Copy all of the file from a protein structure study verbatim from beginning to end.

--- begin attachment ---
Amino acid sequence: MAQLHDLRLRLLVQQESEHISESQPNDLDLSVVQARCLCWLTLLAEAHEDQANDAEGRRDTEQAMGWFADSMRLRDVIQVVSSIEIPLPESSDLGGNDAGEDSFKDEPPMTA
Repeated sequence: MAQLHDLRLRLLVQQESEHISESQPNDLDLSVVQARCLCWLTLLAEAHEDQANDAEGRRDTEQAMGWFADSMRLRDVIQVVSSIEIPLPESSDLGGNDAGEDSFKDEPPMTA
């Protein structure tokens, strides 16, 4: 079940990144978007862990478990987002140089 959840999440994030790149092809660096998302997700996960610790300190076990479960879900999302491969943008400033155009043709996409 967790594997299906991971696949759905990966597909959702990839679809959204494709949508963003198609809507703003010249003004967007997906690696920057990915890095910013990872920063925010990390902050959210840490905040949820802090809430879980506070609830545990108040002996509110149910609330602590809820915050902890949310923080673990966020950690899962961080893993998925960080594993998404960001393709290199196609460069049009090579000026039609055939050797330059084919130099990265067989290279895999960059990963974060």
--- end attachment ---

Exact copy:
Amino acid sequence: MAQLHDLRLRLLVQQESEHISESQPNDLDLSVVQARCLCWLTLLAEAHEDQANDAEGRRDTEQAMGWFADSMRLRDVIQVVSSIEIPLPESSDLGGNDAGEDSFKDEPPMTA
Repeated sequence: MAQLHDLRLRLLVQQESEHISESQPNDLDLSVVQARCLCWLTLLAEAHEDQANDAEGRRDTEQAMGWFADSMRLRDVIQVVSSIEIPLPESSDLGGNDAGEDSFKDEPPMTA
């Protein structure tokens, strides 16, 4: 079940990144978007862990478990987002140089 959840999440994030790149092809660096998302997700996960610790300190076990479960879900999302491969943008400033155009043709996409 967790594997299906991971696949759905990966597909959702990839679809959204494709949508963003198609809507703003010249003004967007997906690696920057990915890095910013990872920063925010990390902050959210840490905040949820802090809430879980506070609830545990108040002996509110149910609330602590809820915050902890949310923080673990966020950690899962961080893993998925960080594993998404960001393709290199196609460069049009090579000026039609055939050797330059084919130099990265067989290279895999960059990963974060």